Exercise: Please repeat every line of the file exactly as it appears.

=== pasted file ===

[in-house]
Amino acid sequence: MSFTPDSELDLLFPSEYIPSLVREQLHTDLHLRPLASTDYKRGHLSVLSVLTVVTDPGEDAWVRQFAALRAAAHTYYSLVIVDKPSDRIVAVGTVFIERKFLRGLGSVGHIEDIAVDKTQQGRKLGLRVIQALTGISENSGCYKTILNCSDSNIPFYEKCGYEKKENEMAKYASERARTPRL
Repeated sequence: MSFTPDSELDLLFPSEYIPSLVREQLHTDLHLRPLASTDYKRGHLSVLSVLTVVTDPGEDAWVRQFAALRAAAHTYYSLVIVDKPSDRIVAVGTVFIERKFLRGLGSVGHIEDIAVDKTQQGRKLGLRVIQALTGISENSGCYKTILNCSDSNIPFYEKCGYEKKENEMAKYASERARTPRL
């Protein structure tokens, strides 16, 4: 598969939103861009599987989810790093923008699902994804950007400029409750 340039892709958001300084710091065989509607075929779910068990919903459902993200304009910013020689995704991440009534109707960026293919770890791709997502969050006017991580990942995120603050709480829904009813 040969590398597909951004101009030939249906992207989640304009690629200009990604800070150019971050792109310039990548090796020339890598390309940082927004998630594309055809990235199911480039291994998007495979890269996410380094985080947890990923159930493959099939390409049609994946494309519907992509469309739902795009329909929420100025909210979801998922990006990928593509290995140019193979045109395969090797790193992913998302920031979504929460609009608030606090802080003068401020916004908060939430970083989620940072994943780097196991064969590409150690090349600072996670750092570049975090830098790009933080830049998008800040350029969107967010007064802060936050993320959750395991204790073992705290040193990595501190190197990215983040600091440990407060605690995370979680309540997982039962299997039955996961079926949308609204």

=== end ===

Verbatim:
[in-house]
Amino acid sequence: MSFTPDSELDLLFPSEYIPSLVREQLHTDLHLRPLASTDYKRGHLSVLSVLTVVTDPGEDAWVRQFAALRAAAHTYYSLVIVDKPSDRIVAVGTVFIERKFLRGLGSVGHIEDIAVDKTQQGRKLGLRVIQALTGISENSGCYKTILNCSDSNIPFYEKCGYEKKENEMAKYASERARTPRL
Repeated sequence: MSFTPDSELDLLFPSEYIPSLVREQLHTDLHLRPLASTDYKRGHLSVLSVLTVVTDPGEDAWVRQFAALRAAAHTYYSLVIVDKPSDRIVAVGTVFIERKFLRGLGSVGHIEDIAVDKTQQGRKLGLRVIQALTGISENSGCYKTILNCSDSNIPFYEKCGYEKKENEMAKYASERARTPRL
């Protein structure tokens, strides 16, 4: 598969939103861009599987989810790093923008699902994804950007400029409750 340039892709958001300084710091065989509607075929779910068990919903459902993200304009910013020689995704991440009534109707960026293919770890791709997502969050006017991580990942995120603050709480829904009813 040969590398597909951004101009030939249906992207989640304009690629200009990604800070150019971050792109310039990548090796020339890598390309940082927004998630594309055809990235199911480039291994998007495979890269996410380094985080947890990923159930493959099939390409049609994946494309519907992509469309739902795009329909929420100025909210979801998922990006990928593509290995140019193979045109395969090797790193992913998302920031979504929460609009608030606090802080003068401020916004908060939430970083989620940072994943780097196991064969590409150690090349600072996670750092570049975090830098790009933080830049998008800040350029969107967010007064802060936050993320959750395991204790073992705290040193990595501190190197990215983040600091440990407060605690995370979680309540997982039962299997039955996961079926949308609204």